European climate change to hit Scandinavia and south hardest

May 03, 2012

Global warming in Europe this century will mostly affect Scandinavia and the Mediterranean basin, the European Environment Agency warned on Thursday.

"The highest warming is projected over the eastern Scandinavia, and southern and south-eastern Europe," experts at the agency said in comment accompanying a series of maps posted on the agency's website.

Europe will be on average 1.5 degrees Celsius warmer between 2021 and 2050 than the 1960-1990 reference period, the agency said.

However moderate the increase may seem, "it is important to note that these are average annual temperatures, potentially masking large extremes," it said.

In northeastern Scandinavia, the could be as much as 6.0 degrees higher by 2071 than the reference period, while the and parts of Eastern Europe will also see big changes.

Higher temperatures and dwindling rainfall "will have significant effects on agriculture and tourism industries, especially in the Mediterranean area," the agency said.

"Agriculture is extremely water-intensive in some Mediterranean countries, accounting for up to 80 percent of water use," it noted.

The agency stressed however that the world could still slow the pace of by rapidly cutting emissions through "replacing fossil fuels with renewable energy technologies".

Explore further: Researchers develop new instrument to monitor atmospheric mercury

add to favorites email to friend print save as pdf

Related Stories

2001-2010 warmest decade on record: WMO

Mar 23, 2012

Climate change has accelerated in the past decade, the UN weather agency said Friday, releasing data showing that 2001 to 2010 was the warmest decade on record.

Report reveals extreme impact of global warming on Europe

Jul 07, 2005

Spaniards could be sunning themselves on British beaches and Greeks could be cruising down the Rhine if global warming patterns continue, a report revealed today. Southern Europeans could be heading northward for their sum ...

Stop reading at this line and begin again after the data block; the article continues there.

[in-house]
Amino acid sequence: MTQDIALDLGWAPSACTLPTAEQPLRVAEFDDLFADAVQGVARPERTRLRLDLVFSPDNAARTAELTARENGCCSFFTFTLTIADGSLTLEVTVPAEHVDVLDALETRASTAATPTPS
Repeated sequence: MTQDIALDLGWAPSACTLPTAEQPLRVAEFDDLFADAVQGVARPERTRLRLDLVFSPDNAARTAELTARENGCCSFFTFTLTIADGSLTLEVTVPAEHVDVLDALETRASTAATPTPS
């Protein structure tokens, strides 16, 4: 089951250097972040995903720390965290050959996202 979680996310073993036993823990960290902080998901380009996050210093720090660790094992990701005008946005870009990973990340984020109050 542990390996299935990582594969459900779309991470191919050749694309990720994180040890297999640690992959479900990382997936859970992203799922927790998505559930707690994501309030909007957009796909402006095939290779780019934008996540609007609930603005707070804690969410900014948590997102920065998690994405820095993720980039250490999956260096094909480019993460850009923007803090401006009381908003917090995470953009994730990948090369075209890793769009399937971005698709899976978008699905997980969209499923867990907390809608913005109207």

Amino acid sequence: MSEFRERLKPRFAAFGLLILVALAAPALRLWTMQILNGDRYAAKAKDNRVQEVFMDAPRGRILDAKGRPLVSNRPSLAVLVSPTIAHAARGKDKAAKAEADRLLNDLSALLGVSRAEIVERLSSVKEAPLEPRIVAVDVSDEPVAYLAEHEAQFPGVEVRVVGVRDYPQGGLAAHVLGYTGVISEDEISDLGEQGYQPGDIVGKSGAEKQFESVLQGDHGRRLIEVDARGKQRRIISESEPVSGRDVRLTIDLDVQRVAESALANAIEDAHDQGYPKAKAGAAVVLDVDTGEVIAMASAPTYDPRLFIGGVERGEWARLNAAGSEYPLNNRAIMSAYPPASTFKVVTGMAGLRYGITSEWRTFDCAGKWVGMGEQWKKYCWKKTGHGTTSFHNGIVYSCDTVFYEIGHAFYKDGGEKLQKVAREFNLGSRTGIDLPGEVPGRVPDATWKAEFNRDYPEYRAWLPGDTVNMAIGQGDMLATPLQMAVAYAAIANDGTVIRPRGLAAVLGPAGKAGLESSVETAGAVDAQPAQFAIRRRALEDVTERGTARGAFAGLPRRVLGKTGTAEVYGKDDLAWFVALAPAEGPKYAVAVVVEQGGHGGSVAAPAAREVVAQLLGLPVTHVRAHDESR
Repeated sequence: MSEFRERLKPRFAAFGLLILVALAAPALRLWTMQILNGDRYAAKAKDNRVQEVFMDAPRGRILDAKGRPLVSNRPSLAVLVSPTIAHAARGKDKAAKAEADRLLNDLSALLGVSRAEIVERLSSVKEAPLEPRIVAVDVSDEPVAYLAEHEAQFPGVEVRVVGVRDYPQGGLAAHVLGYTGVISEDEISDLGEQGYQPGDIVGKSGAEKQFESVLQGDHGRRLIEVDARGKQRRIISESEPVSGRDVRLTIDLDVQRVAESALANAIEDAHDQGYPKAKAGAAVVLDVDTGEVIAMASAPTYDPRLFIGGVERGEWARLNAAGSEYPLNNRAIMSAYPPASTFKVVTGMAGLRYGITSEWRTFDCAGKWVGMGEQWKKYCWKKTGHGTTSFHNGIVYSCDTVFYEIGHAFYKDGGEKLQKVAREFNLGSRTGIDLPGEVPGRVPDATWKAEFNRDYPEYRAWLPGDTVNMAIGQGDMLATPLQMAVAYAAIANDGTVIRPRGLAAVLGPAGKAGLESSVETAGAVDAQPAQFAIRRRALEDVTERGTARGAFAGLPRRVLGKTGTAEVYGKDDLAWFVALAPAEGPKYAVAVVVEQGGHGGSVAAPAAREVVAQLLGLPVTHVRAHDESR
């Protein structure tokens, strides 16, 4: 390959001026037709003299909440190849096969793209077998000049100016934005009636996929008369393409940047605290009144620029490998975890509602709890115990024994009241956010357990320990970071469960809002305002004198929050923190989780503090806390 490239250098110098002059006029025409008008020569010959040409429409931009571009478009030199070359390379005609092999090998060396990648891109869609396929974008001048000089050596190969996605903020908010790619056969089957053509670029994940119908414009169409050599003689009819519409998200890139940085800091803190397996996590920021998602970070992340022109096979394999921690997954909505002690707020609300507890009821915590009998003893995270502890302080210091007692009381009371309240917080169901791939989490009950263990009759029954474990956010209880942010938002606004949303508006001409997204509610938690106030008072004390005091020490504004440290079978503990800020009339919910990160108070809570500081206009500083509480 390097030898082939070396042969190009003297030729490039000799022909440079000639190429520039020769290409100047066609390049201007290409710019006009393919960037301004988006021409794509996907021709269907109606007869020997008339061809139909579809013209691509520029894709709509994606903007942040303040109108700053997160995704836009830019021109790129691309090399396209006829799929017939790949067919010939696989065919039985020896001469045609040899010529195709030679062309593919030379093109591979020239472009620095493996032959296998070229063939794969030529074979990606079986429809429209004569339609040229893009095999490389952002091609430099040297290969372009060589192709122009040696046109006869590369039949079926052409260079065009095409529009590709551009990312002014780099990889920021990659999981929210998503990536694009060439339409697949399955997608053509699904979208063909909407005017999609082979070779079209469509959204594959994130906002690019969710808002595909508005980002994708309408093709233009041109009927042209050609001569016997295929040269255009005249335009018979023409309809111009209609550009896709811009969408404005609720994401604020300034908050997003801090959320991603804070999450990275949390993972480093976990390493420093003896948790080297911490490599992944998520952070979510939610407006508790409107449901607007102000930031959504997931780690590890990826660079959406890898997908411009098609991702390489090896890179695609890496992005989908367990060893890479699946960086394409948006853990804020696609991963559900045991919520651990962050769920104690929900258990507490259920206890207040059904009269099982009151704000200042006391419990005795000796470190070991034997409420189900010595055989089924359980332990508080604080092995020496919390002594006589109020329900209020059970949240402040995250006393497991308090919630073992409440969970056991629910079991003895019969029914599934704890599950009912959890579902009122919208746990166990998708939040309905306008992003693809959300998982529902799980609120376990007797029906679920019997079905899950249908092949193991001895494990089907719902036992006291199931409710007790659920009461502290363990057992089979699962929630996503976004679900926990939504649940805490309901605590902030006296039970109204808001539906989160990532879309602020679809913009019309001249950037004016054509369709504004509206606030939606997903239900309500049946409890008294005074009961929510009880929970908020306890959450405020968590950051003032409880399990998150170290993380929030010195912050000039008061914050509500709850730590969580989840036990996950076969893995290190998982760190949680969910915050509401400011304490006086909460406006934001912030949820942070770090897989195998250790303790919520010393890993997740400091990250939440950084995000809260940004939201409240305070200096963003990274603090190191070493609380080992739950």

Australia to become hotter, drier: climate report

Mar 14, 2012

Australia's climate is warming at an alarming rate and is set to become drier despite recent record floods, scientists said in a report that warns of increased drought and fiercer storms.

Recommended for you

Arsenic stubbornly taints many US wells, say new reports

Jan 30, 2015

Naturally occurring arsenic in private wells threatens people in many U.S. states and parts of Canada, according to a package of a dozen scientific papers to be published next week. The studies, focused mainly ...

Who's been affected by Australia's extreme heat? Everyone

Jan 30, 2015

Australia has been hit by two years of heat: 2013 was the hottest ever recorded and 2014 wasn't far behind, taking third place. The country has also sweltered through several significant heatwaves, and, though ...

User comments : 1

Adjust slider to filter visible comments by rank

Display comments: newest first

JRi
5 / 5 (1) May 03, 2012
Okay. That doesn't sound too bad for me, located in Finland. I mean, in general, the weather here could be warmer than it is now.

Please sign in to add a comment. Registration is free, and takes less than a minute. Read more

Click here to reset your password.
Sign in to get notified via email when new comments are made.